Leading coal producer Arch Coal fails in effort to exchange debt

Arch Coal (NYSE: ACI), one of the largest U.S. coal producers, on Oct. 27 announced the termination of its previously announced private offer to exchange higher-priced debt for lower-price debt.

The exchange offers expired pursuant to their terms at 12:00 midnight, New York City time, on Oct. 26. Furthermore, the previously announced support agreement that Arch had entered into on July 1 with holders of approximately 56.9% in aggregate principal amount of the 2020 Notes expired by its terms on Oct. 26. The support agreement has not been extended by the parties.

Prior to the expiration of the exchange offers, certain term loan lenders under Arch’s Amended and Restated Credit Agreement dated as of June 14, 2011 (called the “Directing Lenders”) delivered a letter to the term loan administrative agent directing it to refrain from executing any documentation relating to the exchange offers. Following receipt of the direction letter, the term loan administrative agent tendered its resignation. Arch said it believes that the successor administrative agent appointed by the Directing Lenders would not execute the documents required for the exchange offers, absent direction from a majority of the term loan lenders, which had not been received prior to the expiration of the exchange offers.

On Sept. 16, GSO Special Situations Master Fund LP (GSO), which represents that it holds certain of Arch’s unsecured notes and term loans, filed a complaint in the Commercial Division of the Supreme Court of the State of New York against the Directing Lenders and the administrative agent, seeking a declaratory judgment that the exchange offers are permissible under the Credit Agreement and do not require the consent of the Directing Lenders, and also seeking a preliminary and permanent injunctions barring the Directing Lenders from instructing the administrative agent not to execute the documents required to close the exchange offers. On Oct. 16, the court issued an order denying GSO’s motion for a temporary restraining order and preliminary injunction. On Oct. 21, GSO appealed that ruling.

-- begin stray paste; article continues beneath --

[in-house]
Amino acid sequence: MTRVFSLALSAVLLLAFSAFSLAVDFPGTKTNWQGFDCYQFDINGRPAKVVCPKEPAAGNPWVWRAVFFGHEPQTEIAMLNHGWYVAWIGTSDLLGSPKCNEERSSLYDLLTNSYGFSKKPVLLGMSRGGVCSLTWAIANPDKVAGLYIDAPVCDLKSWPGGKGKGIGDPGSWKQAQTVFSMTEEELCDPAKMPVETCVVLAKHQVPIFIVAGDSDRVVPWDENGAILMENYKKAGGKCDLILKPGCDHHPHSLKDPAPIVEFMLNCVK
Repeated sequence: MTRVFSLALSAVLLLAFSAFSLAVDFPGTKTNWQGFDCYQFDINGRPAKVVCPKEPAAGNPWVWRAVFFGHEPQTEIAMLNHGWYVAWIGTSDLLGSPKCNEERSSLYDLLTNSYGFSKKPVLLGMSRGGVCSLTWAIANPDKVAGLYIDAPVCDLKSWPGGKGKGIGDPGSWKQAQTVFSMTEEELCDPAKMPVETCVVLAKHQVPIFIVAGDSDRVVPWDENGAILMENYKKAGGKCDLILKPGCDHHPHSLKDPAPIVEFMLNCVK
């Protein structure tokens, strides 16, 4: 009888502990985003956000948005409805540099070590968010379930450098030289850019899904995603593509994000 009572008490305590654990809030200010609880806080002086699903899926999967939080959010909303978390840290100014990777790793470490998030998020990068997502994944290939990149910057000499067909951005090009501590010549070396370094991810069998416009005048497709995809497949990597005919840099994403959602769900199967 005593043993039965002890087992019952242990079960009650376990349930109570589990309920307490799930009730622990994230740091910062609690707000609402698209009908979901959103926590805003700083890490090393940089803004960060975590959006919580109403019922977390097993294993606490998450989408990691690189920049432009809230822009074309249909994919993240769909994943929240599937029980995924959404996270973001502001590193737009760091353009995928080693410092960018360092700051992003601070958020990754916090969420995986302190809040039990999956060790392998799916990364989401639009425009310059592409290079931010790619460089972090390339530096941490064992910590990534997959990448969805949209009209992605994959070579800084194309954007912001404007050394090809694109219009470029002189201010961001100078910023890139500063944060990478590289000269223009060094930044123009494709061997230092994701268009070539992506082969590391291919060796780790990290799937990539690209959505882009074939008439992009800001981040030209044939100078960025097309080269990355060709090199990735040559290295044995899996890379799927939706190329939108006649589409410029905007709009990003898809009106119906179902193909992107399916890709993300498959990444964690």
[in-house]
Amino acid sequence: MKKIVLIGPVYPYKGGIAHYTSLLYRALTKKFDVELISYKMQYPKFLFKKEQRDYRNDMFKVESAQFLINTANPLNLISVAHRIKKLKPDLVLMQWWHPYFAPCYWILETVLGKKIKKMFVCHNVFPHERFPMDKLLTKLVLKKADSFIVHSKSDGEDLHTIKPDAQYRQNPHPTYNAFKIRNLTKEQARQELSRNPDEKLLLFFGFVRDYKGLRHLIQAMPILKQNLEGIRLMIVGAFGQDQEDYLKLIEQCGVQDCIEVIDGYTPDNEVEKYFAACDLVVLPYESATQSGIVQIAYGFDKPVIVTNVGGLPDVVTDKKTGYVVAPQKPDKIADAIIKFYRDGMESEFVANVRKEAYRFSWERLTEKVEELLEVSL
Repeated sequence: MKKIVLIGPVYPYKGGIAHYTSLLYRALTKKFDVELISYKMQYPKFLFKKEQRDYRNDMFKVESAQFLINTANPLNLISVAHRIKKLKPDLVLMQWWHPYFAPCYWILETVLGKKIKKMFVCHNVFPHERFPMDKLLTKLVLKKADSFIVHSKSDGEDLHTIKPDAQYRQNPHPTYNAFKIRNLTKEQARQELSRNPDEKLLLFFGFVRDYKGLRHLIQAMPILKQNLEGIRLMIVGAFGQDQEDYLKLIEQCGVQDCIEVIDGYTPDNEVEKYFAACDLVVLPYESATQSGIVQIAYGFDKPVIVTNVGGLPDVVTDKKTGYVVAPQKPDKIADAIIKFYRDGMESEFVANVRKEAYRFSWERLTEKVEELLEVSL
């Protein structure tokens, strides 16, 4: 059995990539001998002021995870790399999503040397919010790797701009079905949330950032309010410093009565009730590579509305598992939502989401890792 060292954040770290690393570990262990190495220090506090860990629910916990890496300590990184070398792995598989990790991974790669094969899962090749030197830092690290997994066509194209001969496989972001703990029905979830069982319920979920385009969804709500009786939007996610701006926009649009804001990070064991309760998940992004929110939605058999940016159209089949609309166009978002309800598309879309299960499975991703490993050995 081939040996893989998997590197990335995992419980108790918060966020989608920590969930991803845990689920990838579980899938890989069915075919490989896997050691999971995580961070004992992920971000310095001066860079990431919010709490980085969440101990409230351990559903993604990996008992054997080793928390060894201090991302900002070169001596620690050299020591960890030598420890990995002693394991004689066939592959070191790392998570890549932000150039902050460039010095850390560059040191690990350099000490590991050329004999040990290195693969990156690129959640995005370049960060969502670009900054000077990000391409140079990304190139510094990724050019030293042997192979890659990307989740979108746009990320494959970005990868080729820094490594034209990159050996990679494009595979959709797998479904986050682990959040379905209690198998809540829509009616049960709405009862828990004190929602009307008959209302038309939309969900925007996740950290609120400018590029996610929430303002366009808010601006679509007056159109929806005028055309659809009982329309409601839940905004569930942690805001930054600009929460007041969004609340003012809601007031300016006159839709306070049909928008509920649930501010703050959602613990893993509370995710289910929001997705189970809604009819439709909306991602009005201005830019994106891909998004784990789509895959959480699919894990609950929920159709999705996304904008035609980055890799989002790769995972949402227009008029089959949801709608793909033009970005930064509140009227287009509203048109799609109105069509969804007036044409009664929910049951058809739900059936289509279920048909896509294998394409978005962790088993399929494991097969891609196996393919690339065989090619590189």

Absent resolution of the litigation in favor of the plaintiff, Arch said it believes that the administrative agent is highly unlikely to execute the documentation required to consummate the exchange offers on their current terms. As a result of the position of the Directing Lenders, the status of the pending litigation, current market conditions and various other factors, Arch has concluded that the conditions to the exchange offers have not and will not be satisfied, and that the offers will not be consummated. Accordingly, Arch has elected to terminate the exchange offers.

Arch said it is currently in active dialogue with various creditors with respect to a restructuring of its balance sheet. It added that the company’s mining operations and customer shipments are continuing as normal.

Fitch Ratings said Sept. 30 that it believes Arch’s current capital structure is unsustainable and that restructuring is necessary. “Failure to execute a restructuring outside of court would likely result in bankruptcy,” Fitch said.

St. Louis-based Arch Coal is one of the world’s top coal producers for the global steel and power generation industries, serving customers on five continents. Its network of mining complexes is the most diversified in the United States, spanning every major coal basin in the nation. Arch controls more than 5 billion tons of high-quality metallurgical and thermal coal reserves, with access to major railroads, inland waterways and a growing number of seaborne trade channels.

About Barry Cassell 20414 Articles
Barry Cassell is Chief Analyst for GenerationHub covering coal and emission controls issues, projects and policy. He has covered the coal and power generation industry for more than 24 years, beginning in November 2011 at GenerationHub and prior to that as editor of SNL Energy’s Coal Report. He was formerly with Coal Outlook for 15 years as the publication’s editor and contributing writer, and prior to that he was editor of Coal & Synfuels Technology and associate editor of The Energy Report. He has a bachelor’s degree from Central Michigan University.